Many young boxers like myself, or even people who just follow combat sports have their fighting idols.
Vasyl Lomachenko is an inspiration to many, his exploits are motivational because he is so dedicated to his craft, he has become the best around. He has such a grasp on the sport that it looks more like art, a performance.
Floyd Mayweather Jr. is another that is looked upon with starry eyes. Whatever you like him or not, it is objectively true that he is a habitual winner.
He has earned some of sport’s biggest pay-days and as co-promoter of his own fights, he had (has?) complete autonomy over his career.
Canelo Alvarez is also a boxing superstar. He is a fan favorite with his dramatic fights and flashy, Instagram-friendly style.
But what about the old boys?
There are many fighters in the deep annals of boxing history that endure as all time greats and yet, many of them are unrecognizable to a lot of people.
Chief among them is Willie Pep. The Connecticut born featherweight had such an elusive and technical style that he laid the groundwork for the likes of Lomachenko with his ghost-like vanishing act.
Pep racked-up an extraordinary record, his boxing brain carried him to 230 wins in 242 bouts. He also had an extensive amateur career, with only two defeats, one of which was to ‘Sugar’ Ray Robinson.
Pep turned pro at 17, eventually winning New York recognition as world champion in 1947 and full honors in 1946.
Legend has it that he once won a round without throwing a punch. His footwork, movement and defense was so good that he out-classed his opponent without attacking.
These days, everybody in combat sports wants to be the champ-champ. Fighters have not even stepped out of the ring after winning a title before calling-out the champion in the next division.
Champion versus champion fights are something of a gimmick to sell pay-per-views in 2019.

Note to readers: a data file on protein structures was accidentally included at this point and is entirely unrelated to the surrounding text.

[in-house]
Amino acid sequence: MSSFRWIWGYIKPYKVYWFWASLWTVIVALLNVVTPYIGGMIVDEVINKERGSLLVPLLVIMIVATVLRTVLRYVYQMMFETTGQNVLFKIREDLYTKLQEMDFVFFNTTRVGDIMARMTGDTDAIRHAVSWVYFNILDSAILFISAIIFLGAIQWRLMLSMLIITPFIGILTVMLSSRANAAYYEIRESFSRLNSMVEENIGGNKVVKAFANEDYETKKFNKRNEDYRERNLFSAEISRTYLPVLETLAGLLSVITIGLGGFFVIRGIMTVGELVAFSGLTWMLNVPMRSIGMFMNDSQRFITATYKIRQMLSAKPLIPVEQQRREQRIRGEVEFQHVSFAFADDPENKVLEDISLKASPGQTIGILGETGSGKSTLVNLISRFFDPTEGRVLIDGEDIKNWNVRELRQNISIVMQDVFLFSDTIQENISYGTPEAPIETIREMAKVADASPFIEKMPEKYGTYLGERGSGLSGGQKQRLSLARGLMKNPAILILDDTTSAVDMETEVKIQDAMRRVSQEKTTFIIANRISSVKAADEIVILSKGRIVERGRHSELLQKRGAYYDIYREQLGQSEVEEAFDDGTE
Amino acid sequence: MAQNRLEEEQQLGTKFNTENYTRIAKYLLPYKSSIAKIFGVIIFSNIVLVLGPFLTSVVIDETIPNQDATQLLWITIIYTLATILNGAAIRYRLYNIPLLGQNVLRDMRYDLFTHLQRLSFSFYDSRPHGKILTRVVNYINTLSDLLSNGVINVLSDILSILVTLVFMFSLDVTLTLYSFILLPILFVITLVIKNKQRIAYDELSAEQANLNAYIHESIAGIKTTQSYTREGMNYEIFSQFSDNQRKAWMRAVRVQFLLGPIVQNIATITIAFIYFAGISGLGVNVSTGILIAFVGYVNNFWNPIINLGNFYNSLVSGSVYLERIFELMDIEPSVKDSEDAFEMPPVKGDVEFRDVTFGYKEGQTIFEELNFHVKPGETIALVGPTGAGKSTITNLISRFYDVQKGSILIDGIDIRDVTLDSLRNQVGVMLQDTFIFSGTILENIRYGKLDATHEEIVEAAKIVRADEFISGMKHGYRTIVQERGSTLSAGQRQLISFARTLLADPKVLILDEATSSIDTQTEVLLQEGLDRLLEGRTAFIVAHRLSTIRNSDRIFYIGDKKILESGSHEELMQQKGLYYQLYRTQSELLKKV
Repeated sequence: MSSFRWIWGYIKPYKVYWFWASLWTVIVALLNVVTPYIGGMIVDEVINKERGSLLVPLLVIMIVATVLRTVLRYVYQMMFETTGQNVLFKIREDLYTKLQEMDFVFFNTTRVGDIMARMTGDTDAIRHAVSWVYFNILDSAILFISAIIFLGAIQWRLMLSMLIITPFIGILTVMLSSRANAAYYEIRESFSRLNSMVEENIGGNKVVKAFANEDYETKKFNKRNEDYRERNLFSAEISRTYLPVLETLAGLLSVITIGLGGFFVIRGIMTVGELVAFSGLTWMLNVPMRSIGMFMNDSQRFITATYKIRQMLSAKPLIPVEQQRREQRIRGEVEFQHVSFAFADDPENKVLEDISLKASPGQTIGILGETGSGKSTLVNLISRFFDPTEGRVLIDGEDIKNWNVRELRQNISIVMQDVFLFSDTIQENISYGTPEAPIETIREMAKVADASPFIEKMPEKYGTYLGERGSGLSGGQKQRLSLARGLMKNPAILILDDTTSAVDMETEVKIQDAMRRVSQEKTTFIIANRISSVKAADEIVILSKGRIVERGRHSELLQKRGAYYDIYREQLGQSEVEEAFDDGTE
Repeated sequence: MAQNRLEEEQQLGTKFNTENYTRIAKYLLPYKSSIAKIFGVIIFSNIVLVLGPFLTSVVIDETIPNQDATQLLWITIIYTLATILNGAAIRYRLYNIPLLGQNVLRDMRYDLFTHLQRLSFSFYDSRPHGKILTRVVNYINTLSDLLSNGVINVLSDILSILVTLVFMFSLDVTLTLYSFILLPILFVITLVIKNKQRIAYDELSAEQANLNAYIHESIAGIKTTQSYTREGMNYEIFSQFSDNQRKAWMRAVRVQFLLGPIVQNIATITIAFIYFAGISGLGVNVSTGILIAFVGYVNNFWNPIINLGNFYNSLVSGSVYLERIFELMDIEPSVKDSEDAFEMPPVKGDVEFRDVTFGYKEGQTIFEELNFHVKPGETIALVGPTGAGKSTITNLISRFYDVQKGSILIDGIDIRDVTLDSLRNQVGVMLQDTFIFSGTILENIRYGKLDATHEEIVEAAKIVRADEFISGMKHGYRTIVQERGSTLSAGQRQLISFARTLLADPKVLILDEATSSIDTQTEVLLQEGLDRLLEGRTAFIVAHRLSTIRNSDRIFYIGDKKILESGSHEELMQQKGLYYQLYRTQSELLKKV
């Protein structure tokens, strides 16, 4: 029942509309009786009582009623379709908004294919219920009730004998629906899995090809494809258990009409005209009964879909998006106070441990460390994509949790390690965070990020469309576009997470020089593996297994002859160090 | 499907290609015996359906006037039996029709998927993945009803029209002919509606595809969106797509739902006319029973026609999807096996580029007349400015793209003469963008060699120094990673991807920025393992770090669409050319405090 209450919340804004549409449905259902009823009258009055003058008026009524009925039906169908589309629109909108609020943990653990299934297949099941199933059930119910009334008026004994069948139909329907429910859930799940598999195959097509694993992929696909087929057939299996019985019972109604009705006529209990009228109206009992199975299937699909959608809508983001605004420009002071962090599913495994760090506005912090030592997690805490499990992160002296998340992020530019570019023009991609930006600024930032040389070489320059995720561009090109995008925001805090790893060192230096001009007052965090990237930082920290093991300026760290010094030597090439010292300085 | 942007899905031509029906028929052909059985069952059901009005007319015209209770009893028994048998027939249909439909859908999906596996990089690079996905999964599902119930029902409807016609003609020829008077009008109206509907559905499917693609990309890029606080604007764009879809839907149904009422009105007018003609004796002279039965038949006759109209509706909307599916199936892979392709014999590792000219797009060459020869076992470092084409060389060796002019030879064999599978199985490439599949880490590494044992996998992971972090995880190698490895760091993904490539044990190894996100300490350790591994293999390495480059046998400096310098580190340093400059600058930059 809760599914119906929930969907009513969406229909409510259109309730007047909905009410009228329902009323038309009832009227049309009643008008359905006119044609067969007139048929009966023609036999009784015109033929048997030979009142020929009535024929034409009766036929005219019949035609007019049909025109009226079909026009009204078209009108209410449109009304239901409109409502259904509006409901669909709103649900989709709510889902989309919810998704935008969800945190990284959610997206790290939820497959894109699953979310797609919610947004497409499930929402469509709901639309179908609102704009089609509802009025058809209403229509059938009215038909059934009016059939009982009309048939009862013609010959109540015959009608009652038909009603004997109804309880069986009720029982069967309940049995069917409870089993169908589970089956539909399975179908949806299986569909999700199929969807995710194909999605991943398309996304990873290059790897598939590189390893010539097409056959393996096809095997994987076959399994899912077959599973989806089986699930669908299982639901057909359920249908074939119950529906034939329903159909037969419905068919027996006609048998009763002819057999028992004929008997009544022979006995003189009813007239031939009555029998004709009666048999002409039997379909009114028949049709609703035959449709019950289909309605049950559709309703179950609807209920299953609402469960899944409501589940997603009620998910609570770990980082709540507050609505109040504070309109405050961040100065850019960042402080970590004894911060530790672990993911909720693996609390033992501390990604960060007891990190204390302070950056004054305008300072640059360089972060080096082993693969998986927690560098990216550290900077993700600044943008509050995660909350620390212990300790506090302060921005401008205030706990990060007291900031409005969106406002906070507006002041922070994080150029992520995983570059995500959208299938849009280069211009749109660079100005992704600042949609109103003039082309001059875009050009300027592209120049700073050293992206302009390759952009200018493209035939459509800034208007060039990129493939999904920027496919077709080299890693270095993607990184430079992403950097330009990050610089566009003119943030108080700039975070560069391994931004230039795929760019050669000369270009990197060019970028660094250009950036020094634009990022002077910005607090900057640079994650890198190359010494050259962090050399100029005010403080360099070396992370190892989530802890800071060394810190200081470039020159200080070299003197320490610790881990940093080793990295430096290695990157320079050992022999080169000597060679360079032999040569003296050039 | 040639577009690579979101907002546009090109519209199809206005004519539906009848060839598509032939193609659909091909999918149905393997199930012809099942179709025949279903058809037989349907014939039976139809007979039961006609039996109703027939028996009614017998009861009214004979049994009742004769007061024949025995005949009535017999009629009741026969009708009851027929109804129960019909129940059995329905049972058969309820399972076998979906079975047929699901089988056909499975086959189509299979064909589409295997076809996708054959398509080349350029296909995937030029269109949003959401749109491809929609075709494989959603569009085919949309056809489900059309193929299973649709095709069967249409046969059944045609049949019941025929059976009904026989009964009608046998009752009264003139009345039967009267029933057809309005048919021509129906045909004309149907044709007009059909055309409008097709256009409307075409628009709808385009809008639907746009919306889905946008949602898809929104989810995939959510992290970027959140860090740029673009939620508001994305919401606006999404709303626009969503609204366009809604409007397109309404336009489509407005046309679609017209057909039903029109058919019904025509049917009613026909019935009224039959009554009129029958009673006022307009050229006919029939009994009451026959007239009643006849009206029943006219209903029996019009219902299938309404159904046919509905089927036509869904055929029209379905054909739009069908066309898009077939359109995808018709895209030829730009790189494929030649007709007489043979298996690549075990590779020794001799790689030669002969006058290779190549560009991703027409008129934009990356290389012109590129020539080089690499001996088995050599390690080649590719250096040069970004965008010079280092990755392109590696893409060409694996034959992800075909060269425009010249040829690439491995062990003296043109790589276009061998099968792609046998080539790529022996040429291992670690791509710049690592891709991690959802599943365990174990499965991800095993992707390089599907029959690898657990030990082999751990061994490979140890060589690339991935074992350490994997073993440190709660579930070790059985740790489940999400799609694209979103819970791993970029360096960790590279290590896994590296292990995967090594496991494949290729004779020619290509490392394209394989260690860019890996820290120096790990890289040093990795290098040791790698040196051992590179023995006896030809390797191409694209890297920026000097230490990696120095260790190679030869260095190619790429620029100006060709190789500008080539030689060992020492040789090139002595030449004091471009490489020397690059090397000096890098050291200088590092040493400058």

Nevertheless, winning world championships in multiple weight classes is an incredible feat and Henry Armstrong is perhaps the most decorated multiple weight champions.
Using ferocity, inside fighting and head movement, he toppled world champions at three different weights. In 1938, Armstrong was a world champion at featherweight, lightweight and welterweight, holding all three belts simultaneously for a brief time. He even fought to a draw with the middleweight world champion, Cerefino Garcia.
Armstrong was a great fighter, staying in the pocket; slipping and rolling with his hands down, he would leap in with looping lead hooks. Thrilling to watch.
Although it looked scrappy, his style was imbued with an athletic understanding of movement, a violent grace.
Armstrong’s ability to mix it with any size opponent was a testament to how tough and skilled he was. A true fighter.
Joe Louis was one of the classiest boxers of the early years. Before Mike Tyson in the 80s and Anthony Joshua in the 2010s, Joe Louis was the heavyweight to transcend the sport.
Louis captured the imagination of non-boxing fans. Whether you followed the sport or not, if Louis was fighting, you were talking about it.
Muhammad Ali was a figure of black excellence and African American emancipation in the 70s but before Ali, Louis was that fighter.
When Louis fought Germany’s Max Schmeling in 1936, the build-up was rife with rhetoric. The Nazi party used him as a source of propaganda, hailing the dominant fighter as an example of their supposed Aryan superiority.
Joe Louis was fighting for the rights of his people and to delay the spread of fascism. Schmeling was a crafty boxer though and stopped Louis in the 12th round.
Despite the fact that he hated the racist ideology of the Nazis, Schmeling returned to Germany as their hero. Louis went on to take the NBA and NYSAC belts from Jim Braddock but refused to be called “champ” until he beat the man that bested him.
In 1938 Schmeling and Louis collided again and this time, Louis was ready. He knocked Schmeling out, dismantling him within one round.
Armstrong, Louis and Pep are examples of true champions. We can still learn a lot from the classics.